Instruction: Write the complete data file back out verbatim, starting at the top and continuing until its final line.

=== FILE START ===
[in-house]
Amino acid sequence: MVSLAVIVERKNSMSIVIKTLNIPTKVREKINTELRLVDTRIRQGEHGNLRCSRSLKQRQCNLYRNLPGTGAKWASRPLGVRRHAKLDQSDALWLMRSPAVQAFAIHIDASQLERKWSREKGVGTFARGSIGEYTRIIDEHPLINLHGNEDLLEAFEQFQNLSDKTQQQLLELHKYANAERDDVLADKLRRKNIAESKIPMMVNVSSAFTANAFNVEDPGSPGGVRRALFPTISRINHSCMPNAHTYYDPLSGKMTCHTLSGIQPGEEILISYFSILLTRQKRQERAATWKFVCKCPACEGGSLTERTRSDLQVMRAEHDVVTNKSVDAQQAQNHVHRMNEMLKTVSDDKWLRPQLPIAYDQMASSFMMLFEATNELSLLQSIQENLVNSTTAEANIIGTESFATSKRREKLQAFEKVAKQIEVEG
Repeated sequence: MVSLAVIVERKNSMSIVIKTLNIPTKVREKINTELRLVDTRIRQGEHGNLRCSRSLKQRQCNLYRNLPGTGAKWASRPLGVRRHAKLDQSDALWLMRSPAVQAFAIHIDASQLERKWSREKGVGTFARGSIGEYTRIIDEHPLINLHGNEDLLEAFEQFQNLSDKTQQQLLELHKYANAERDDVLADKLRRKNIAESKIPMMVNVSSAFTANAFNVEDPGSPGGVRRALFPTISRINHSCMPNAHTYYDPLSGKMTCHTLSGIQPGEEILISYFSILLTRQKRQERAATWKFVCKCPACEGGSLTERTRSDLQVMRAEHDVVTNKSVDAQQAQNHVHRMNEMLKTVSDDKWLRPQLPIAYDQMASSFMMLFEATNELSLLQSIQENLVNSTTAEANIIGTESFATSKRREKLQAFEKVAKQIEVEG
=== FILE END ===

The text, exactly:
[in-house]
Amino acid sequence: MVSLAVIVERKNSMSIVIKTLNIPTKVREKINTELRLVDTRIRQGEHGNLRCSRSLKQRQCNLYRNLPGTGAKWASRPLGVRRHAKLDQSDALWLMRSPAVQAFAIHIDASQLERKWSREKGVGTFARGSIGEYTRIIDEHPLINLHGNEDLLEAFEQFQNLSDKTQQQLLELHKYANAERDDVLADKLRRKNIAESKIPMMVNVSSAFTANAFNVEDPGSPGGVRRALFPTISRINHSCMPNAHTYYDPLSGKMTCHTLSGIQPGEEILISYFSILLTRQKRQERAATWKFVCKCPACEGGSLTERTRSDLQVMRAEHDVVTNKSVDAQQAQNHVHRMNEMLKTVSDDKWLRPQLPIAYDQMASSFMMLFEATNELSLLQSIQENLVNSTTAEANIIGTESFATSKRREKLQAFEKVAKQIEVEG
Repeated sequence: MVSLAVIVERKNSMSIVIKTLNIPTKVREKINTELRLVDTRIRQGEHGNLRCSRSLKQRQCNLYRNLPGTGAKWASRPLGVRRHAKLDQSDALWLMRSPAVQAFAIHIDASQLERKWSREKGVGTFARGSIGEYTRIIDEHPLINLHGNEDLLEAFEQFQNLSDKTQQQLLELHKYANAERDDVLADKLRRKNIAESKIPMMVNVSSAFTANAFNVEDPGSPGGVRRALFPTISRINHSCMPNAHTYYDPLSGKMTCHTLSGIQPGEEILISYFSILLTRQKRQERAATWKFVCKCPACEGGSLTERTRSDLQVMRAEHDVVTNKSVDAQQAQNHVHRMNEMLKTVSDDKWLRPQLPIAYDQMASSFMMLFEATNELSLLQSIQENLVNSTTAEANIIGTESFATSKRREKLQAFEKVAKQIEVEG